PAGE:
It got relatively little attention at the time, but two proclamations that President Donald Trump signed in January could have a large effect on your wallet.
The proclamations in question impose tariffs and quotas on imports of solar cells and modules, large residential washers, and washer parts. Solar cells and modules will see a tariff of 30 percent after the first 2.5 gigawatts. Washers will be tariffed at 20 percent for the first 1.2 million units, and then at 50 percent for all additional imports. Washer parts will have a tariff of 50 percent after 50,000 units.
These tariffs are a major misstep by the administration. They will negatively affect Americans in at least the following five ways.
1. Fewer jobs
The Solar Energy Industries Association estimates that these solar tariffs “will cause the loss of roughly 23,000 American jobs this year, including many in manufacturing, and it will result in the delay or cancellation of billions of dollars in solar investment.”
Jobs at Sears Corp., a major supplier of washers in the U.S., are also at risk as a result of the tariffs on washers.
Sears recently awarded a contract to LG for the production of some of Sears’ own Kenmore brand of washers. LG’s Kenmore washers are imported from South Korea, a U.S. trade partner that not exempt from the president’s actions. Making it more expensive for LG to import the washers it produces for Kenmore, one of Sears’ most popular product lines, will jeopardize the retailer’s efforts to revitalize its brand.
2. Higher prices
During a recent Heritage Foundation event, Paul Nathanson — a partner at the Policy Resolution Group at Bracewell LLP, a Houston-based international law firm — noted that “the purpose of tariffs is to raise the price of a product.” This statement is already proving to be true.
A memo from LG to U.S. retailers relayed that “[a]s a result of the trade situation, we will be initiating pricing actions, which will be sent under separate cover shortly.” LG is expected to “raise published retail prices on at least some of its washer and dryer models by approximately $50.”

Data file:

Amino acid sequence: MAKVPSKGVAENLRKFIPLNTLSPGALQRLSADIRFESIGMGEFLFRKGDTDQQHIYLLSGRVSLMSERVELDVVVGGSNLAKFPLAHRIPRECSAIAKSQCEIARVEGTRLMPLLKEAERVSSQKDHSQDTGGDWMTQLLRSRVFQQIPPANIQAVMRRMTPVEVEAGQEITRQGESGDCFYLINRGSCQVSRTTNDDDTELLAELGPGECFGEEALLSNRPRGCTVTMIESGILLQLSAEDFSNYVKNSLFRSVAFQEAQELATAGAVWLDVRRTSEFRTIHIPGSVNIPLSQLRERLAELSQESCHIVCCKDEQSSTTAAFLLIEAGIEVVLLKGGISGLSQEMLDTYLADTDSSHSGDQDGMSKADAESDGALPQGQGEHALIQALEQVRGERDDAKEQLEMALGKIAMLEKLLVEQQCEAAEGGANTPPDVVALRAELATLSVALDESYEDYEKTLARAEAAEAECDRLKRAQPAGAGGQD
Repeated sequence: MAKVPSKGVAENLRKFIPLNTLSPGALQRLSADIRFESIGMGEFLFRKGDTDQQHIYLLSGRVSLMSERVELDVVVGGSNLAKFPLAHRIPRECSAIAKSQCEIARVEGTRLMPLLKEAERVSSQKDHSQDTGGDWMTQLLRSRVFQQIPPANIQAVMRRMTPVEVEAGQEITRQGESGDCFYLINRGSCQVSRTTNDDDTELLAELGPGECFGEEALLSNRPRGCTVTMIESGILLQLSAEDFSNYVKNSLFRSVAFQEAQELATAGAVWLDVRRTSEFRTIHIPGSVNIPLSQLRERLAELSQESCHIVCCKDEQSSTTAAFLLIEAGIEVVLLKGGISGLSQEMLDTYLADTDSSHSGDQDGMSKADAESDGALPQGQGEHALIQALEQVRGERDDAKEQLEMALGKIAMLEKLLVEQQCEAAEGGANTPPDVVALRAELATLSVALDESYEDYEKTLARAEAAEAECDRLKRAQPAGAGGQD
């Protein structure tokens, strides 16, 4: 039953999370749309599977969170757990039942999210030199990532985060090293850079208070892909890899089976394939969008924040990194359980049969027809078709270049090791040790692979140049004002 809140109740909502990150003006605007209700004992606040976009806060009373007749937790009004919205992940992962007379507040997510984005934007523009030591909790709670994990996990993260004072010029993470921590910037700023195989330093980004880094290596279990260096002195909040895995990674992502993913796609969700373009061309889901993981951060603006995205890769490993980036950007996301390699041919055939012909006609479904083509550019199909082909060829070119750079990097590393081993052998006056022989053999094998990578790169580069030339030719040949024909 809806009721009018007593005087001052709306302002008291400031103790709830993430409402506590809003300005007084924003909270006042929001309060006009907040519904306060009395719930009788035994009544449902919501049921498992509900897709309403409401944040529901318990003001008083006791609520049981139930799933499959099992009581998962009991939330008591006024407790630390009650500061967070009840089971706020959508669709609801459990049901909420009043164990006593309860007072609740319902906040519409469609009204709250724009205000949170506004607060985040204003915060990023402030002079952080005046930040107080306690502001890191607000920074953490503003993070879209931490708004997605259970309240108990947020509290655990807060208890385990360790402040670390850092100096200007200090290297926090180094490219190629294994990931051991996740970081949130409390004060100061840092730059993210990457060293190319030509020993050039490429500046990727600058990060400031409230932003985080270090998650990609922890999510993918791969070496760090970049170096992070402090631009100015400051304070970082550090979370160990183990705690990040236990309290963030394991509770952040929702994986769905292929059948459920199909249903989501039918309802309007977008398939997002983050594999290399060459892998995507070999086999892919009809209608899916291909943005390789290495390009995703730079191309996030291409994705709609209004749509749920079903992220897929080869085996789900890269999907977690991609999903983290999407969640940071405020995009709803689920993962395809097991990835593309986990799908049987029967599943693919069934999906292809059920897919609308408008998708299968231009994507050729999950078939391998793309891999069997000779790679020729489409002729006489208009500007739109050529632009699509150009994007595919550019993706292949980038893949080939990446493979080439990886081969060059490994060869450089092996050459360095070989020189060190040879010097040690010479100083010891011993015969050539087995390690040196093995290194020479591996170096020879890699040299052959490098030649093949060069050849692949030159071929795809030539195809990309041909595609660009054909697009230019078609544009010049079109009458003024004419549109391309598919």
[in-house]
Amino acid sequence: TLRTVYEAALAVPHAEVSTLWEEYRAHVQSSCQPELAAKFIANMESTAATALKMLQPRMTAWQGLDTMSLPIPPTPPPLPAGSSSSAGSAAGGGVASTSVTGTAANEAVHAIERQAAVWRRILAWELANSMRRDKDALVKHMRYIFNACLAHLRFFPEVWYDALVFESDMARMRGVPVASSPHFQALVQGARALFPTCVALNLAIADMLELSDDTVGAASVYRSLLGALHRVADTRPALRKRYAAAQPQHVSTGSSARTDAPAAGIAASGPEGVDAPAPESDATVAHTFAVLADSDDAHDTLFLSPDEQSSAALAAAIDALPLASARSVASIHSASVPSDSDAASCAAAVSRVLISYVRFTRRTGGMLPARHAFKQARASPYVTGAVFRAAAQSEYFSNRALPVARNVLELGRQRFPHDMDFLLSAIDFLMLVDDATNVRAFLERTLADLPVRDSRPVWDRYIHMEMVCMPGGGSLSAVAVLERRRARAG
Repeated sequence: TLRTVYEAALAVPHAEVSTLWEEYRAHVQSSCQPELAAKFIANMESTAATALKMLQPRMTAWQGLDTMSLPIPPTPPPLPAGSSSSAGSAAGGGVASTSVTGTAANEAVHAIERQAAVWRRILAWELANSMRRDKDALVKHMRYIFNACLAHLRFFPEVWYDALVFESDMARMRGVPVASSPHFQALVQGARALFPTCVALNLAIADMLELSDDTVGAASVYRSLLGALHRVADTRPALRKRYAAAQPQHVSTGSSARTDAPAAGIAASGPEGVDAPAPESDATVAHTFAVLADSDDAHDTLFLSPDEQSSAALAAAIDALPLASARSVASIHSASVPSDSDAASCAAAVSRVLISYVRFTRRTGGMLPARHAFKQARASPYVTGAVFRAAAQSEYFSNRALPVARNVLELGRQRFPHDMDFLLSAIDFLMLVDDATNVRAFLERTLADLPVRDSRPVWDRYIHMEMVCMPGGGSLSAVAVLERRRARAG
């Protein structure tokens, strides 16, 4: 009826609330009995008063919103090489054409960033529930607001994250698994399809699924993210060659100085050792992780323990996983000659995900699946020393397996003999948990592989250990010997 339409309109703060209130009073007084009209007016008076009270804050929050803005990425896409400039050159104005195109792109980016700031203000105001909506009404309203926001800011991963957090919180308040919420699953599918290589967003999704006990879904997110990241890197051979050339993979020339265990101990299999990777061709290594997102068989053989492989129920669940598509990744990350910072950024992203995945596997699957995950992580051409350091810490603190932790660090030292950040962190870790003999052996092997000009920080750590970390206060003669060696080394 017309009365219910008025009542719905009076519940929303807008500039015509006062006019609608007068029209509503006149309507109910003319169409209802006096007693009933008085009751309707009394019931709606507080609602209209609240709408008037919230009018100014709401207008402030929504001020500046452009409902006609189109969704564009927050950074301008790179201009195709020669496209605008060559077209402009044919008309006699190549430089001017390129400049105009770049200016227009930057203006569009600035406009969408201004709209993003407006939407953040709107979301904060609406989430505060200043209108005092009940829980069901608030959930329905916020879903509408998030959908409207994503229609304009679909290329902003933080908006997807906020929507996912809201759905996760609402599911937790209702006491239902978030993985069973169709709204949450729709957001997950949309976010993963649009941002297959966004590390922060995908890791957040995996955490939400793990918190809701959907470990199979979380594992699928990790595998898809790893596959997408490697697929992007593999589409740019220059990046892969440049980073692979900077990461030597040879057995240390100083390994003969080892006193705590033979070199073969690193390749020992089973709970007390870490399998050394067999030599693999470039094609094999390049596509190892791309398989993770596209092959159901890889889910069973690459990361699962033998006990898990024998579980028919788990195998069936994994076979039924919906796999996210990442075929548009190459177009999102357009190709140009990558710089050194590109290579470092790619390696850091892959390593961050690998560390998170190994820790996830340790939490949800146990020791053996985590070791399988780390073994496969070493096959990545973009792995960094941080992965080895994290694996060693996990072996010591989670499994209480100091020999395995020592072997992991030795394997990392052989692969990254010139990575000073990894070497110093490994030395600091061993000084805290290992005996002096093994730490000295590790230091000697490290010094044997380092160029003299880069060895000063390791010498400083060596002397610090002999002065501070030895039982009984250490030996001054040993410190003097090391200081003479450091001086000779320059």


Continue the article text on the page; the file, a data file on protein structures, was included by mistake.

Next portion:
3. Fewer choices
A common misconception with the new tariffs is that they target unfairly traded goods from China.
While imports from China will be restricted, these tariffs actually apply to imports from every country. The only exception is Canada, which was exempt from the tariffs on washers. This means that imports of solar panels and modules, as well as washers, will be penalized even if they are being sold at market value.
The debate over tariffs boils down to whether government should override consumer choices in the marketplace. Limiting choices for solar panels, modules and washers for Americans forces them to pay more for what is available.
4. Retaliation from trading partners
Following President George W. Bush’s decision to impose tariffs on steel imports in 2002, the European Union threatened to retaliate with tariffs on American goods from vital states for the next presidential election, such as orange juice, textiles and Harley-Davidson motorcycles.
Within days of Trump’s new tariffs on solar panels, modules, and washers, South Korea — one of America’s free trade partners — filed consultation requests with the World Trade Organization. According to the Financial Times: “South Korea’s request for consultations means that, unless it backs down in the next 60 days, the U.S. will face a potentially bitter fight at the [World Trade Organization].”
5. More tariffs in the future
Imposing tariffs unilaterally sets a dangerous precedent. Tariffs should not be used to reward companies and industries that prioritize lobbying the government over innovation.
With these tariffs, the administration has opened the door for more companies to petition the International Trade Commission for tariffs to protect their special interests.
The U.S. government has self-initiated investigations into imports of steel and aluminum imports under Section 232 of the Trade Expansion Act, a law that allows the president to impose tariffs for national security reasons. A decision on steel and aluminum tariffs is expected in the coming weeks.
While we will not know the full consequences of these tariffs for many months, the choice to reward special interests over the American economy as a whole was a poor one. It should not be the role of the president, or Congress, to tip the scale toward one American industry or interest group over another.
Let’s hope these tariffs are removed before too much of the projected damage is done.
Tori K. Whiting is a research associate in The Heritage Foundation’s Center for International Trade and Economics.
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